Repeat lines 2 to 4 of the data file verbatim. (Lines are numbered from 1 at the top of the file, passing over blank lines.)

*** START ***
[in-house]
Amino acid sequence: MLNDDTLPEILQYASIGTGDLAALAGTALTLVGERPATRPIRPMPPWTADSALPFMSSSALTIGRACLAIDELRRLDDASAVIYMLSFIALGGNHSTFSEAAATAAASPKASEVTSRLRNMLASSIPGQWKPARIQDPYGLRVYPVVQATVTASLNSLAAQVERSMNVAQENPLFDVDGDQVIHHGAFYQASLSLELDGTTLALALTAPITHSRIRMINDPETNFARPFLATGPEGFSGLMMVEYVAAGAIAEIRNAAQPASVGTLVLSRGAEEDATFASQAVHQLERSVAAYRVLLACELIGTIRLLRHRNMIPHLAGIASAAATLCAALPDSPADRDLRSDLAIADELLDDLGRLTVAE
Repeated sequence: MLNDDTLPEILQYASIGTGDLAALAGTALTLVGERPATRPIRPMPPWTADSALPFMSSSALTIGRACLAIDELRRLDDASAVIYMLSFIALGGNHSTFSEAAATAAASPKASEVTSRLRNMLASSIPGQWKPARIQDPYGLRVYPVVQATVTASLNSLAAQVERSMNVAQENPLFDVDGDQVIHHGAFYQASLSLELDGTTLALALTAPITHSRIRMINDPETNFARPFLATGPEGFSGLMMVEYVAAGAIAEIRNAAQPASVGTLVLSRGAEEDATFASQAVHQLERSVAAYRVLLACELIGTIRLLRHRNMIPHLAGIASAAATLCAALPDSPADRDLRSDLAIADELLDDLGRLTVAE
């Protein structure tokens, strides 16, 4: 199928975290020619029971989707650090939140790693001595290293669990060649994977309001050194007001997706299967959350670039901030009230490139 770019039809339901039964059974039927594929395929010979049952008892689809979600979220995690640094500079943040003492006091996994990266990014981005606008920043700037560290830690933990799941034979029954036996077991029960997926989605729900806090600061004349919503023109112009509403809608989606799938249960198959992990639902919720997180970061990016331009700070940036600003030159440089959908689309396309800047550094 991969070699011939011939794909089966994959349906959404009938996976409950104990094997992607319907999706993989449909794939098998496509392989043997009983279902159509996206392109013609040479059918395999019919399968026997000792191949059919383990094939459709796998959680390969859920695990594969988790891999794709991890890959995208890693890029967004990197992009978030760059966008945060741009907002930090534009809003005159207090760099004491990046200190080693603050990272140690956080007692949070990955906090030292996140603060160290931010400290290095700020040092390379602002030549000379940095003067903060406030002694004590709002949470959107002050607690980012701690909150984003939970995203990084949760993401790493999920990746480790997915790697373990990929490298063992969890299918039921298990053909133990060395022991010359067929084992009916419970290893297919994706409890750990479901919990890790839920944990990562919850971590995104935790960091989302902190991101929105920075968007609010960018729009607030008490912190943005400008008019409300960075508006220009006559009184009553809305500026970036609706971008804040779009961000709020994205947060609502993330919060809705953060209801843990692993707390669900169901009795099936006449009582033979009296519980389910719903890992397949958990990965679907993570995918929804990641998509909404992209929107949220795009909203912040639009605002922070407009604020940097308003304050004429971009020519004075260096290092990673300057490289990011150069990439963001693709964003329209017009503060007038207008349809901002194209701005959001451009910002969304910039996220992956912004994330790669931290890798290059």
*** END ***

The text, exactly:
Amino acid sequence: MLNDDTLPEILQYASIGTGDLAALAGTALTLVGERPATRPIRPMPPWTADSALPFMSSSALTIGRACLAIDELRRLDDASAVIYMLSFIALGGNHSTFSEAAATAAASPKASEVTSRLRNMLASSIPGQWKPARIQDPYGLRVYPVVQATVTASLNSLAAQVERSMNVAQENPLFDVDGDQVIHHGAFYQASLSLELDGTTLALALTAPITHSRIRMINDPETNFARPFLATGPEGFSGLMMVEYVAAGAIAEIRNAAQPASVGTLVLSRGAEEDATFASQAVHQLERSVAAYRVLLACELIGTIRLLRHRNMIPHLAGIASAAATLCAALPDSPADRDLRSDLAIADELLDDLGRLTVAE
Repeated sequence: MLNDDTLPEILQYASIGTGDLAALAGTALTLVGERPATRPIRPMPPWTADSALPFMSSSALTIGRACLAIDELRRLDDASAVIYMLSFIALGGNHSTFSEAAATAAASPKASEVTSRLRNMLASSIPGQWKPARIQDPYGLRVYPVVQATVTASLNSLAAQVERSMNVAQENPLFDVDGDQVIHHGAFYQASLSLELDGTTLALALTAPITHSRIRMINDPETNFARPFLATGPEGFSGLMMVEYVAAGAIAEIRNAAQPASVGTLVLSRGAEEDATFASQAVHQLERSVAAYRVLLACELIGTIRLLRHRNMIPHLAGIASAAATLCAALPDSPADRDLRSDLAIADELLDDLGRLTVAE
């Protein structure tokens, strides 16, 4: 199928975290020619029971989707650090939140790693001595290293669990060649994977309001050194007001997706299967959350670039901030009230490139 770019039809339901039964059974039927594929395929010979049952008892689809979600979220995690640094500079943040003492006091996994990266990014981005606008920043700037560290830690933990799941034979029954036996077991029960997926989605729900806090600061004349919503023109112009509403809608989606799938249960198959992990639902919720997180970061990016331009700070940036600003030159440089959908689309396309800047550094 991969070699011939011939794909089966994959349906959404009938996976409950104990094997992607319907999706993989449909794939098998496509392989043997009983279902159509996206392109013609040479059918395999019919399968026997000792191949059919383990094939459709796998959680390969859920695990594969988790891999794709991890890959995208890693890029967004990197992009978030760059966008945060741009907002930090534009809003005159207090760099004491990046200190080693603050990272140690956080007692949070990955906090030292996140603060160290931010400290290095700020040092390379602002030549000379940095003067903060406030002694004590709002949470959107002050607690980012701690909150984003939970995203990084949760993401790493999920990746480790997915790697373990990929490298063992969890299918039921298990053909133990060395022991010359067929084992009916419970290893297919994706409890750990479901919990890790839920944990990562919850971590995104935790960091989302902190991101929105920075968007609010960018729009607030008490912190943005400008008019409300960075508006220009006559009184009553809305500026970036609706971008804040779009961000709020994205947060609502993330919060809705953060209801843990692993707390669900169901009795099936006449009582033979009296519980389910719903890992397949958990990965679907993570995918929804990641998509909404992209929107949220795009909203912040639009605002922070407009604020940097308003304050004429971009020519004075260096290092990673300057490289990011150069990439963001693709964003329209017009503060007038207008349809901002194209701005959001451009910002969304910039996220992956912004994330790669931290890798290059």